Peacebuilding

Opting Out of War

In 2013, Mary Anderson and Marshall Wallace published Opting Out of War. The book chronicles and analyzes thirteen places where average citizens and their leaders consciously decided not to take part in a war that was swirling around them. Last week, Doug Irvin-Erickson had his introductory students work with their ideas, and they came up with some ideas that we all should consider because they can be applied back to countries in crisis today, including the United States.

Opting Out of War2018-10-15T12:51:43+00:00

Beyond Identity

Peacebuilders’ interest in social psych has a long history. During the Cold War, we learned a lot about concepts like the image of the enemy. After it, we had to deal with qualitatively different kinds of conflicts that revolved around race, religion, ethnicity, language, gender, and other “identity” issues. We made huge progress during the 1990s as we developed analytical tools and embarked on programs that attempted to bring people on all sides of these emotionally charged issues together.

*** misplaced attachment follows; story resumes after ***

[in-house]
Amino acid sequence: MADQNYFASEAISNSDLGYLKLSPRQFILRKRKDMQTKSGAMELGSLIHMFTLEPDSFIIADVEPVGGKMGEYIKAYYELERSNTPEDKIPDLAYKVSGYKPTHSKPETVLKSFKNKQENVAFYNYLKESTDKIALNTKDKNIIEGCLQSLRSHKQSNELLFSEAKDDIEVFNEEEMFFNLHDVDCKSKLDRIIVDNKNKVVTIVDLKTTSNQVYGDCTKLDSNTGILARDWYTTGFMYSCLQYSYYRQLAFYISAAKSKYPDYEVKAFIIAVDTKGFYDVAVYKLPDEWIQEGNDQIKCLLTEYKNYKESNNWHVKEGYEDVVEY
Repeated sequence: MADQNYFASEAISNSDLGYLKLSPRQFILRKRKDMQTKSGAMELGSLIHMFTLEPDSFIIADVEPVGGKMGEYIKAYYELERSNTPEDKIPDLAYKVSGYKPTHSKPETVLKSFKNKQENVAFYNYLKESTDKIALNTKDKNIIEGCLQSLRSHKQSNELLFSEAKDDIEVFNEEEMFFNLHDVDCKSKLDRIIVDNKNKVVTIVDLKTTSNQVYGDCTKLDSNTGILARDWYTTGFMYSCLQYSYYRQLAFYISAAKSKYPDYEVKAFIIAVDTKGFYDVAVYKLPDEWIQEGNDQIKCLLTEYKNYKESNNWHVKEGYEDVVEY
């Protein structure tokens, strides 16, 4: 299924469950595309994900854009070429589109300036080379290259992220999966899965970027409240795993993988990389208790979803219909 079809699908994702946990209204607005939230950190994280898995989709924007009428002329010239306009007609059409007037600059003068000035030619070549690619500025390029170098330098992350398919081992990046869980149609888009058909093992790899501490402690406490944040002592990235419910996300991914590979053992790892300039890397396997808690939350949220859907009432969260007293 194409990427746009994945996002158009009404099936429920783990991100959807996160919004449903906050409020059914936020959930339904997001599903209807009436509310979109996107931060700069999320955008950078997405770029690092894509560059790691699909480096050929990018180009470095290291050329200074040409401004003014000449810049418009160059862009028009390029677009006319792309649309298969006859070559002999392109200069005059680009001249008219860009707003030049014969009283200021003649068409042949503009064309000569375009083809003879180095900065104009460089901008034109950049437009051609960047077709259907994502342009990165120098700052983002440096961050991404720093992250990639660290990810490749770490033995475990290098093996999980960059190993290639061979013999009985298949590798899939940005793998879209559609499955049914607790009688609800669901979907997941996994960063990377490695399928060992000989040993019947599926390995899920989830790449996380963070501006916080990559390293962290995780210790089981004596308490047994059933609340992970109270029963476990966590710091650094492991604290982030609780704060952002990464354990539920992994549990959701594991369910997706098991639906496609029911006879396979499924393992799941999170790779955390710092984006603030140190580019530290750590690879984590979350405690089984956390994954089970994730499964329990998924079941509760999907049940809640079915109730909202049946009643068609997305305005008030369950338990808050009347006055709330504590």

Beyond Identity2018-09-24T14:05:20+00:00

Nepal

For the book Doug Irvin-Erickson and I are writing, I was looking for an example of a state of the art peacebuilding project we could build a chapter around. It didn't take us long to settle on a decade-long project that John Paul Lederach helped lead for the McConnell Foundation in Nepal.

Nepal2018-08-20T17:58:24+00:00

Rethinking Political Categories

Hans Rosling's work using data and props from IKEA got me to rethink one of the core concepts in comparative politics which has implications for peacebuilding, too.

Rethinking Political Categories2018-08-06T19:16:18+00:00